Award winning manufacturer of IT-based building automation.
EMAIL INTERVIEW – Dr. Igor Mezic, John Morris and Ken Sinclair
Dr. Igor Mezic,
Chief Scientific and Technical Advisor, Co-Founder
John D. Morris,
Vice President, Marketing and Sales
Sinclair: How do you describe Ecorithm?
John: To hit all the
buzzwords off the bat, we’ve developed Ecorithm’s True Analytics™
software platform for the automated analysis of complex, dynamic
systems, with a particular emphasis on building HVAC and Internet of
Things (IoT) applications. Ecorithm’s software as a service (SaaS)
offering is differentiated by its highly accurate automated fault
detection and predictive analysis – a product of our patented
Sinclair: Igor, you’re a professor of mechanical engineering and mathematics at UC Santa Barbara. Can you tell us a little about your background and how it led to the development of Ecorithm’s technology?
Igor: I grew up in
Croatia, where my father was a Captain of the massive French CMA-CGM
cargo ships that are essentially floating cities (I sailed with him on
a bunch of those trips when I was in my teens) and my father-in-law
owned an HVAC business in which he designed complex HVAC systems for
resorts and industry. I helped my father-in-law a bit when I was still
an undergrad and he is one of those building whisperers that we
referred to in the December article.
So, I have a great appreciation for how really skilled, experienced
people develop an intuitive feel for diagnosing mechanical systems and
the key data that they need in order to make quick decisions. That
probably sparked my interest in figuring out a way to practically apply
artificial intelligence to very complex dynamical systems.
I first came to the US to do my graduate
work in mechanical engineering at CalTech and then did my postdoctoral
research in mathematics at the University of Warwick in England. When I
returned to the US, I joined the faculty at University of California at
Santa Barbara, which has an outstanding engineering department and a
community with an exceptional commitment to energy efficiency. To that
end, I was a founding member of the Institute of Energy Efficiency at
UCSB, which has been very successful. In fact, one of our faculty,
Professor Shuji Nakamura, won the Nobel Prize last year for his work on
LED. It is a great environment for developing new technologies.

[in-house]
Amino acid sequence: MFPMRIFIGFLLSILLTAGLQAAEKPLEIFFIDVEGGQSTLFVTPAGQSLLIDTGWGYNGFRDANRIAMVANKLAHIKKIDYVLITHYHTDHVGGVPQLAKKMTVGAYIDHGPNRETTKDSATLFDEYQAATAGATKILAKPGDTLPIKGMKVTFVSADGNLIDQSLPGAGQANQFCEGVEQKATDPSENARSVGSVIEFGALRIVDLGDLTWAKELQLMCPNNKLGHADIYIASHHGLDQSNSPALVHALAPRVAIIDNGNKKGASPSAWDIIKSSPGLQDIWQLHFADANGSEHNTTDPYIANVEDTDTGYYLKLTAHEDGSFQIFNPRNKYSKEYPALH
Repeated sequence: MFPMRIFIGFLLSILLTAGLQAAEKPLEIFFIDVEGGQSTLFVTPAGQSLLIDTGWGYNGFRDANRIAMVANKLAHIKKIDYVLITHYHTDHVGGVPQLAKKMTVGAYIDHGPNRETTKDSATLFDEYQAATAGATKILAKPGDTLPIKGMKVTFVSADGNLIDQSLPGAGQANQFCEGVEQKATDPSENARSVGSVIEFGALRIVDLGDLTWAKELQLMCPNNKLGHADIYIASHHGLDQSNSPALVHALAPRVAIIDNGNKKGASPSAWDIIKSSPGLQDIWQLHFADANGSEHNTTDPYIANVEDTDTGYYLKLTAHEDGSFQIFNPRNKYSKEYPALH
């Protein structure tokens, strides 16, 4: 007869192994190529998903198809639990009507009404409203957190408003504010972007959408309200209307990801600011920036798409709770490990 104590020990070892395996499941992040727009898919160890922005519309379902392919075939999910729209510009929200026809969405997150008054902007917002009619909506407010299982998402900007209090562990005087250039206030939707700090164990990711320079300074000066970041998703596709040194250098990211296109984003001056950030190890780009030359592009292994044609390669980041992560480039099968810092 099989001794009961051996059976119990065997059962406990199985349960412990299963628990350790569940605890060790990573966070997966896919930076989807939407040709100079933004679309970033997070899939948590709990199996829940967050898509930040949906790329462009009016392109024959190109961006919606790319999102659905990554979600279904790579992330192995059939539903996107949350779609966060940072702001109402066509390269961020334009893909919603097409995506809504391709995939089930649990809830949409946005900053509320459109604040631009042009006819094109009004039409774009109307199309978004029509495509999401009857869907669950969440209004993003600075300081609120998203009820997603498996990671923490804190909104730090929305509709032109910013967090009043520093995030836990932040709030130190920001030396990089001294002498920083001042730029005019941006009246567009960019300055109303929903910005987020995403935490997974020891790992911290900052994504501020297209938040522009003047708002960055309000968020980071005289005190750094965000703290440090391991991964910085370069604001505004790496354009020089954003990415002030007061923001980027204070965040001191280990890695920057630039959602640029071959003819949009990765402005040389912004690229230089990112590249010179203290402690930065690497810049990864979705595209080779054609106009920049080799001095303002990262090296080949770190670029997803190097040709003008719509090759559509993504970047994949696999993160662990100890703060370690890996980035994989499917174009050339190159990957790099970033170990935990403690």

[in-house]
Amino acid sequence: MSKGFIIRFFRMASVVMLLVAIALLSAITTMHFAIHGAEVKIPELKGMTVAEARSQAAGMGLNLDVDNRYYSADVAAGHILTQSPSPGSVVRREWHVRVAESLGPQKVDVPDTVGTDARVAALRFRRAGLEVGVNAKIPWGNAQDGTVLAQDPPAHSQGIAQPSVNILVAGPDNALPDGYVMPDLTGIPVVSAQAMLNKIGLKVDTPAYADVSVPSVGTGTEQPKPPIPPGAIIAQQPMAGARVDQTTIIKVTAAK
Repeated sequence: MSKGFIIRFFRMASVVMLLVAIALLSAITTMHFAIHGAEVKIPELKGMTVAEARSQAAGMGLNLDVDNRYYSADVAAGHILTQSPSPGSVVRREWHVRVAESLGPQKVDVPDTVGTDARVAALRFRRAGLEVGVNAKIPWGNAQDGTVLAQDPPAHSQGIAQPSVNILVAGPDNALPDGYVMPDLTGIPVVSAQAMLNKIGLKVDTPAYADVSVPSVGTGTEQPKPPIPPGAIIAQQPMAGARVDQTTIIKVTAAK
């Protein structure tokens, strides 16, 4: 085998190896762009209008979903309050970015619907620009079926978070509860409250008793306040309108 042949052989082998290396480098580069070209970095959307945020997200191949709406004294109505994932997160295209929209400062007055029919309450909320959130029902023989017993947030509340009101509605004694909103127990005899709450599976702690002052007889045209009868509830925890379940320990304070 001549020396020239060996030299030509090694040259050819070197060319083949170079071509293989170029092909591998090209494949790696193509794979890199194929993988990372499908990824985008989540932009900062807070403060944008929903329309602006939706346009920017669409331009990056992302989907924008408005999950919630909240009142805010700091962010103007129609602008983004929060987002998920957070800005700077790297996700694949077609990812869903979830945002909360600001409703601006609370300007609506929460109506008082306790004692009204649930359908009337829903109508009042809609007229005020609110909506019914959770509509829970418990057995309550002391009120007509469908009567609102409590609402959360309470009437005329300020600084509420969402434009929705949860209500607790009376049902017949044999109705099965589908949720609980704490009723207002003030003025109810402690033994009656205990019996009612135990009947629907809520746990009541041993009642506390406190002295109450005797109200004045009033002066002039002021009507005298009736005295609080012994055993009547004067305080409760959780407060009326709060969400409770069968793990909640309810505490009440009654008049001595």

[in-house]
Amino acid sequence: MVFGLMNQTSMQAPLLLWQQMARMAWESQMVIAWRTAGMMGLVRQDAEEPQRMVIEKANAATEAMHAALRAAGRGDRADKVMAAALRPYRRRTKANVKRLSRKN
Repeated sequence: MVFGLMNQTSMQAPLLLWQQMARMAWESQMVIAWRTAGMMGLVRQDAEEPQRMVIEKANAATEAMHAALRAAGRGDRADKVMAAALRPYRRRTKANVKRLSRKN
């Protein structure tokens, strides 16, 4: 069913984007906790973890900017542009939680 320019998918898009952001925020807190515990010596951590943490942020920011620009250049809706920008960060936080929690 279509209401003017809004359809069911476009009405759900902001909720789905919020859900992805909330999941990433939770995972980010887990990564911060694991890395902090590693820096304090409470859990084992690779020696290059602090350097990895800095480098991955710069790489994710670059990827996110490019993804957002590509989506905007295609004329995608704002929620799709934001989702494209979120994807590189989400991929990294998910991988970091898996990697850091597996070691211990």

Sinclair: John, you’ve been around the building and controls industry for a couple of decades now. What makes Ecorithm a game changer in your view?
John: For 20 plus years
I’ve been involved in innovations in building controls with a focus on
networking devices – effectively making buildings a prototype for the
Internet of Things. Once all devices in the building were networked,
‘big data’ became a real possibility for the first time. When I was
first introduced to Ecorithm’s technology, it was clear they were in
uncharted waters as far as making sense of the data building systems
were capable of delivering.
Sinclair: What are the big problems that Ecorithm is solving?
Igor: From a technical standpoint, I’d say the combination of scalability and specificity of our True Analytics™ platform. Building analysis is tough sledding. Historically, retrocommissioning would take months of study by a team of engineers with specialized knowledge. Every building is unique in terms of its equipment, operation, environment, and usage. Plus, they are very dynamic – everything is changing all the time, and each change can have a ripple effect. The question of how to automatically and accurately identify existing issues in a large building (as well as opportunities for predictive/preventive maintenance), while at the same time balancing the needs of the demand side (occupant comfort) with the supply side (energy efficiency), is hard enough. When you think about extending that across a portfolio, and ultimately billions of square feet, and that many of these buildings will have patchy or incomplete data, it’s a seemingly intractable problem. That makes it really tough to design an intelligent platform that is specific enough to handle granularity down to the individual device level, while also scalable enough to handle the diversity of equipment and building configurations.
To come up with the solution, we had to think at both the micro and macro level and design the software platform to accommodate everything in between. We came up with a very modular design in which the underlying foundation filters through the noise of the massive data sets and recognizes key patterns. On top of that is a layer of domain expertise that includes the physics of how the ‘healthy’ devices and systems are supposed to operate. And resting on top of that is an interface to quickly tailor the spatial and physical connectivity of devices in the virtual database to match the configuration and operation of each physical building. That means exceptionally quick start up and customization, highly detailed insight and root cause analysis, and easy integration of new devices or changes in configuration. Also, this makes the platform readily extendable beyond buildings to other complex systems as well.
Sinclair: How does that translate to customers?